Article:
The evidence demanded the verdict returned by the jury and no error of law appearing, the judgment of the trial court must be affirmed.
Clifford Smith filed the present complaint seeking to have canceled a deed to secure debt and to enjoin the foreclosure of the same. The debt was originally due the plaintiff's father. The defendant is the plaintiff's brother and the executor of their father's estate. It was alleged that payment in full of the debt had been made. The defendant (James A. Smith, as executor of the will of James B. Smith, deceased) denied payment of the debt in full and contended that $2,000 plus interest was still due on a note and deed to secure debt executed by the plaintiff to the defendant's testator.
On the trial of the issue thus made, the jury returned a verdict for the plaintiff and a decree was entered thereon. It is from this judgment that the present appeal is filed and error is enumerated upon various rulings made during the course of the trial as well as upon the final judgment adverse to the defendant.
1. The first enumeration of error complains of the admission of testimony relating to the payment of $2,000 cash which it is contended was received for the deceased, James B. Smith, during his lifetime by the defendant, who was acting as the agent of James B. Smith at that time.
The evidence adduced in the presence of the jury did not violate the provisions of Code 38-1603 (3). The plaintiff identified a signature on a receipt as being that of the deceased, but was not permitted to testify as to the transaction wherein such receipt was given. The plaintiff was permitted to testify that a $2,000 cash payment, like the offer payments made by check, was delivered to the defendant, who was then acting as the agent of their father.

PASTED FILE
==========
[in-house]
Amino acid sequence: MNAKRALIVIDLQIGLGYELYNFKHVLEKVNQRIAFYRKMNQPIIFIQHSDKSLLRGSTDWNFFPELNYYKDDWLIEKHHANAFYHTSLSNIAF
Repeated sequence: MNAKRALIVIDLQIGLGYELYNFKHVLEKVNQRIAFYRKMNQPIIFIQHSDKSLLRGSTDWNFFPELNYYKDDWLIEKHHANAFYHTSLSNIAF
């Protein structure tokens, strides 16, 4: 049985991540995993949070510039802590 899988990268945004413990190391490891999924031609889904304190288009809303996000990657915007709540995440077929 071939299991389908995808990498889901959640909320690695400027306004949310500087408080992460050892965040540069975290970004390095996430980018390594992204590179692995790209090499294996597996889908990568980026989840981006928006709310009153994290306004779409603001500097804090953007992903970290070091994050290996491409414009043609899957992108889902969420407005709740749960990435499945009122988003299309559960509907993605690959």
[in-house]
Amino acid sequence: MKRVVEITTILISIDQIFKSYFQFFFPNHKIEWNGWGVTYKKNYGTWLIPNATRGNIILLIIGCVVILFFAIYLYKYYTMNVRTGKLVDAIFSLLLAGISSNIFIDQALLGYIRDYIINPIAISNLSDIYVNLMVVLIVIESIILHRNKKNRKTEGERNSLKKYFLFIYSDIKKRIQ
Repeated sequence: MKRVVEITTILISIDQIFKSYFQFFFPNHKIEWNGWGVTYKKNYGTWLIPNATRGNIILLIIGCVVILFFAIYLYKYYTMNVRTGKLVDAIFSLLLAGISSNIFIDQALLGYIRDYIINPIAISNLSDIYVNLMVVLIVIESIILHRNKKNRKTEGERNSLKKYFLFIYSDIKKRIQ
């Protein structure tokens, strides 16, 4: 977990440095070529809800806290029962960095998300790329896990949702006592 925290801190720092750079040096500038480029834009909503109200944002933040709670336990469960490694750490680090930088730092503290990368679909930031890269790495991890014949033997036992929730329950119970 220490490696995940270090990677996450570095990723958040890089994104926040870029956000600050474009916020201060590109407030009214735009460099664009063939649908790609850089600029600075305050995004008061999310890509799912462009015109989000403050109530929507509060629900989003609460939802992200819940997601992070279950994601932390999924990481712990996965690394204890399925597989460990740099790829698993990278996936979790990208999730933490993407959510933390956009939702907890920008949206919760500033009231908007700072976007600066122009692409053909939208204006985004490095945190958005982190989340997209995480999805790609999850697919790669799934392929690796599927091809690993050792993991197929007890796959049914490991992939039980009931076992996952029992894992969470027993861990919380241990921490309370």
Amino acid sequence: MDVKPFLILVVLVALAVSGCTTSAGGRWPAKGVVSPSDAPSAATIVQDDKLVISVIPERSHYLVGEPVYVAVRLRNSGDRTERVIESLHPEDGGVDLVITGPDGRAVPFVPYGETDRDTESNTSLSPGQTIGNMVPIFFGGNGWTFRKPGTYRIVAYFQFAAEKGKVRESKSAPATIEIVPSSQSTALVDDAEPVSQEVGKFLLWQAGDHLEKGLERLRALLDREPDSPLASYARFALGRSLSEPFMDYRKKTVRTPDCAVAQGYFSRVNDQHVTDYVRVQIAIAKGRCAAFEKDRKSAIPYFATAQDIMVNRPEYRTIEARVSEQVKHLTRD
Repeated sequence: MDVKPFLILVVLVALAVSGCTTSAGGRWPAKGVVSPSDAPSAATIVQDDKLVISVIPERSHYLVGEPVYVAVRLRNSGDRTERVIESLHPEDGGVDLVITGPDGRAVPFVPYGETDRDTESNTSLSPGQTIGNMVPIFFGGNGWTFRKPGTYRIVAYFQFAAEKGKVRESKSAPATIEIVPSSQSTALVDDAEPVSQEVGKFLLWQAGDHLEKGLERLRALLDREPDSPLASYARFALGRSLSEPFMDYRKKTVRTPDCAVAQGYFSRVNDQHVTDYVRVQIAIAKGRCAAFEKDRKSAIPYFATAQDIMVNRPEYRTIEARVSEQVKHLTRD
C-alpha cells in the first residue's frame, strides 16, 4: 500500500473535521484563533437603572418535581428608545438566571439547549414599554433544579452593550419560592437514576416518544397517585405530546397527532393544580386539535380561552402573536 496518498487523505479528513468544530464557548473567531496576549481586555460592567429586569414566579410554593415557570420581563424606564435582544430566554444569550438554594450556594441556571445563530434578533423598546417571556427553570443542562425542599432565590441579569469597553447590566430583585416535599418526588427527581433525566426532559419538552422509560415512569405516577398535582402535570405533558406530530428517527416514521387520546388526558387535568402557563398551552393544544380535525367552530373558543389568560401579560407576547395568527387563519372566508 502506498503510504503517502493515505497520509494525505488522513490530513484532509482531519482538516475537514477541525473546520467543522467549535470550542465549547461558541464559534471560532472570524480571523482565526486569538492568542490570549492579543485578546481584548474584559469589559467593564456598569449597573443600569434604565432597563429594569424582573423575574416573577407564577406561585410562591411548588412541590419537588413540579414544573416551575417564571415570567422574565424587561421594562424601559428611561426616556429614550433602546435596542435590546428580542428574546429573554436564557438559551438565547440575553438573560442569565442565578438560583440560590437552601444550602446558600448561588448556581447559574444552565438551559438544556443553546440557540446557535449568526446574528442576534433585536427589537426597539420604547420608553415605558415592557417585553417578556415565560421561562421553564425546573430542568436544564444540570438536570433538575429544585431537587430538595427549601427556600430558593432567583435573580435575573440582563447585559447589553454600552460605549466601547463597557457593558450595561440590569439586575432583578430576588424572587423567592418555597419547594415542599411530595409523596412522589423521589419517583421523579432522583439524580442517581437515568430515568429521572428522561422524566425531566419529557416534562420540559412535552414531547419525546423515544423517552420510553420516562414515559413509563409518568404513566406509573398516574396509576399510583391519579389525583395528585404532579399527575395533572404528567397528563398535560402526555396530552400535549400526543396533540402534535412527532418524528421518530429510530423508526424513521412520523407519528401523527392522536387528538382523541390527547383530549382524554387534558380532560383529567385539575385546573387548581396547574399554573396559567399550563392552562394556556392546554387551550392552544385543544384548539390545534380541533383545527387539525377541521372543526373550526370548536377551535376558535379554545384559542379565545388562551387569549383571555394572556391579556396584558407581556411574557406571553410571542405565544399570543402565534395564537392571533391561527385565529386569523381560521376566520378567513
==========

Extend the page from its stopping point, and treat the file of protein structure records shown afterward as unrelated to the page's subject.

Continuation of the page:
The transaction testified to was not a transaction with a deceased person, but a transaction with an agent of a now deceased person. Under cases exemplified by Monroe v. Citizens & Southern Nat. Bank, 116 Ga. App. 28 (156 SE2d 805)
, and the numerous decisions of this court cited therein, the trial court did not err in admitting the evidence objected to.
2. The second enumeration of error complains that the trial court erred in admitting, over objection, a "receipt for $2,000." The exhibit was admitted for the limited purpose of proving the signature of the deceased testator. The objection was that there was no evidence connecting the receipt with the transaction under investigation and ". . . the only possible way which it can be connected up under the facts here is by the testimony of this person which would involve a transaction or communication with the decedent. This document here would evidence such a transaction or communication with the decedent, and it has not been connected up by any competent evidence to this transaction, and it is a transaction or communication with the deceased which this witness is not entitled or competent to testify."
Previously the plaintiff had testified that $2,000 was represented by such receipt and that his brother, the defendant, got the cash money for it. The plaintiff so testified, without objection, that the money represented by all the canceled checks and the receipt, represented money received by the plaintiff's brother himself.